Experts give dim prognosis on Iraqi oil industry

Sabotage, poor facilities leave U.S. goals unlikely

October 31, 2004|By Mark Matthews | Mark Matthews,SUN NATIONAL STAFF

WASHINGTON - Defying optimistic Bush administration projections, Iraq's hobbled oil industry might be unable to beat the production capacity of Saddam Hussein's era until sometime next year - if then, according to industry analysts.

Iraq's oilfields and pipelines have been targeted since last year's U.S. invasion by bombings and sabotage that have restricted production, slowed exports and hindered reconstruction despite hundreds of millions of dollars set aside for those purposes, analysts say.

Meanwhile, Iraq is in the strange position for a nation with the world's second-largest oil reserves of having to import gasoline from its neighbor, Kuwait, because it lacks the refining capacity to meet domestic demand.

The continuing weakness of the oil industry is seldom highlighted, but it is a byproduct of the same insurgency that exacts a daily death toll among American service personnel and Iraqis - security workers as well as civilians - who are considered to be cooperating with the U.S.-led coalition.

Iraqi officials have reported 250 guerrilla attacks on pipelines and other oil facilities since the invasion, costing the country billions of dollars in lost exports and causing dozens of deaths and injuries. Although attacks have subsided in recent weeks, saboteurs recently bombed two pipelines transporting crude oil to a refinery in Baghdad.

As a result of the attacks, Iraq has been unable to either profit from or contribute to easing the tight worldwide oil market that has pushed prices above $50 a barrel, and it will continue to need American aid to rebuild its economy and ease a high unemployment rate.

"They're absolutely missing an opportunity to grab revenue," said Amy Myers Jaffe, an energy specialist at Rice University's Baker Institute. "I don't think there's a chance of security rapidly improving to allow them to make huge gains in the next year."

Before and during last year's invasion, Pentagon officials cited Iraq's underground oil wealth to justify their claims that postwar Iraq would not be a drain on U.S. tax dollars.

Deputy Defense Secretary Paul Wolfowitz told Congress a week after the invasion in March last year that "we are dealing with a country that can really finance its own reconstruction, and relatively soon."

And toward the end of major combat, Vice President Dick Cheney told newspaper editors that Iraq "hopefully" would be producing 2.5 million to 3 million barrels of oil a day by the end of 2003. Iraqi exiles suggested that this figure could double by 2010.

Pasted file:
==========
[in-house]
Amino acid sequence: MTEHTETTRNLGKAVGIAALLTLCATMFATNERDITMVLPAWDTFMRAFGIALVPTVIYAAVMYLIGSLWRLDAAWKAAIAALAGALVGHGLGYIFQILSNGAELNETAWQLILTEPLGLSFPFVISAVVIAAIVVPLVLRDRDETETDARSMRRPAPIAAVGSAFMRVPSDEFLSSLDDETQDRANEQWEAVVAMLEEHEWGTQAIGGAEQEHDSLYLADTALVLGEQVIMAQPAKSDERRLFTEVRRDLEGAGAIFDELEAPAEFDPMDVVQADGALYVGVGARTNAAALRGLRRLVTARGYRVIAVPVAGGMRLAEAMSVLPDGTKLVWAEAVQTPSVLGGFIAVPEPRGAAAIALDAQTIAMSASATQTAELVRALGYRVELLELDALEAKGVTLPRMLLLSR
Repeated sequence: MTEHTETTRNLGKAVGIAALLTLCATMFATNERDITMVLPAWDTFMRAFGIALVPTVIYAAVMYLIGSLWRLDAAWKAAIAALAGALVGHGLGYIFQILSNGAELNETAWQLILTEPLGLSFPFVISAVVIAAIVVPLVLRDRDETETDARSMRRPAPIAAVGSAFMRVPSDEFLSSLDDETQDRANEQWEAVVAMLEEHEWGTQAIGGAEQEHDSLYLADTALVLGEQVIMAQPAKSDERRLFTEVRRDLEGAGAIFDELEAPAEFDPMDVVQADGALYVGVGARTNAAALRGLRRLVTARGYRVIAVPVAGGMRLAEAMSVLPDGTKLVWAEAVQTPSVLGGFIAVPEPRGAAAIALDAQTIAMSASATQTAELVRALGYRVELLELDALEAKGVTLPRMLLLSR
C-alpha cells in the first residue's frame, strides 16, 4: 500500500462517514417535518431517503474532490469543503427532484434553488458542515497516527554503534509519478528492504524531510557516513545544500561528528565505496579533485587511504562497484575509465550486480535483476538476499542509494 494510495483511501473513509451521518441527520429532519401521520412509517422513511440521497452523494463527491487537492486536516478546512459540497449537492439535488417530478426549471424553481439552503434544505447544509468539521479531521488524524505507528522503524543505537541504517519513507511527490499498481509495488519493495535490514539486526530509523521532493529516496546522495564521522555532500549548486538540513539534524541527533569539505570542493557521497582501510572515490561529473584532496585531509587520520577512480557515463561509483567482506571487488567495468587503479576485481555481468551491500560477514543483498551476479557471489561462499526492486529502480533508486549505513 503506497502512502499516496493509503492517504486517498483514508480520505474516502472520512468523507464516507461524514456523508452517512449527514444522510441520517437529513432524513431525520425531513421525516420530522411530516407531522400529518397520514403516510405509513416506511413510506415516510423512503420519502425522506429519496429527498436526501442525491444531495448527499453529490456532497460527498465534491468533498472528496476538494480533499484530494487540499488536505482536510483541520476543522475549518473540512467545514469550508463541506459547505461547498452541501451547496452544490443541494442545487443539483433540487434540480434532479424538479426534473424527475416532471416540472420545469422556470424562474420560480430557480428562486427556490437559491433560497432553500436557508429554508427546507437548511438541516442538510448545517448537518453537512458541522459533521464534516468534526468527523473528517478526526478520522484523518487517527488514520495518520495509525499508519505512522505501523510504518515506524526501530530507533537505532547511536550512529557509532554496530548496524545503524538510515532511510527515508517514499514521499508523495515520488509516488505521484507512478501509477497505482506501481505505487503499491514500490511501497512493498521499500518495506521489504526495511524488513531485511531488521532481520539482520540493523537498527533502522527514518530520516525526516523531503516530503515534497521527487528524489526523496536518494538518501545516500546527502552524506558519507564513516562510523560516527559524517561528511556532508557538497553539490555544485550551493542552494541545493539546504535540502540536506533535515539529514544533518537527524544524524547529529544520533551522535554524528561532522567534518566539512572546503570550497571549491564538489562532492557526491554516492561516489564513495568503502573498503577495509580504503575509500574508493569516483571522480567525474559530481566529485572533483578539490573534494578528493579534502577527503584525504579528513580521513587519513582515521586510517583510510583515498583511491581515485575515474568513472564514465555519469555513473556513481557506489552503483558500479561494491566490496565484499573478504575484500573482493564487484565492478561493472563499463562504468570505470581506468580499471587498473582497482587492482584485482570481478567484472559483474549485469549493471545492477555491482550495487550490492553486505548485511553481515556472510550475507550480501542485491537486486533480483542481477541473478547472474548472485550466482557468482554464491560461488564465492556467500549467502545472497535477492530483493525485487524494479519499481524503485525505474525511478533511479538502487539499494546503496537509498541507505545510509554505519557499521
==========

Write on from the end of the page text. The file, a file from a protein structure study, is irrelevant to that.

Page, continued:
"I vividly recall my Saudi friends being intensely worried" about sharp increases in oil from Iraq, said Nathaniel Kern, a Washington-based industry consultant.

The postwar insurgency forced Washington to scale back its projections. In February, then-Director of Central Intelligence George J. Tenet said Iraq was "on track" to produce close to 3 million barrels of oil a day by the end of this year. Now U.S. officials say this goal won't be met until sometime next year.

Iraq produces about 2.3 million barrels a day, according to the U.S. Energy Information Administration, which put the country's prewar capacity at 2.8 million to 3 million barrels a day.

The U.S. Army, which is financing two major repair contracts worth more than $800 million, insists that Iraq is matching the production levels that Hussein's regime reached in the period just before the war.

"We are at prewar levels," said Amy Burns, spokeswoman for the Army's Project and Contracting Office. "We're quietly getting on with succeeding in the country."

The reconstruction team's daily target is 2.5 million barrels a day - the output Iraq reached in January last year, just before the war, Burns said, and "we're hitting that quite frequently."

Precise measurements are hard to come by, however. "The lack of sufficient metering means that production estimates from Iraq are not true measures of production, but educated guesses," the EIA says.

Just hitting Iraq's prewar production is hardly a sign of a robust energy industry, analysts point out, given the destruction and decline from two major wars and 12 years of sanctions.

Reporting to the United Nations in 2000, the Dutch firm Saybolt International found Iraq's industry to be in "lamentable" shape.

A combination of spare-parts shortages, overproduction from existing wells, absence of new technology and water encroachment caused a steady decline in production capacity, according to congressional testimony last year by Robert E. Ebel, energy program chairman at the Center for Strategic and International Studies.

Now "everything - exports, domestic markets consumption and production - depends on security," said Leila Benali, a Middle East analyst for Cambridge Energy Research Associates. She doubts that Tenet's goal of 3 million barrels a day can be met even next year.

"If security is restored, the best-case scenario for next year would be 2.65 million barrels a day," Benali said. Ebel said January's scheduled National Assembly elections were unlikely to bring an end to looting and sabotage and "might even exacerbate it."

In addition to the attacks, smuggling might be limiting Iraq's output, said Mike Amitay, director of the Washington Kurdish Institute, a nonprofit research and aid organization. Local officials and bandits are tapping into oil pipelines, he said, exercising a form of "fuel patronage" that is winked at by Iraqi authorities.

Experts' long-term projections are cautious. The question now is "will Iraq be able to go beyond 2.5 [million barrels a day] in the next three years?" said Jaffe of the Baker Institute. She doubts that Iraq will be able to exceed 4.5 million barrels a day by the end of the decade.

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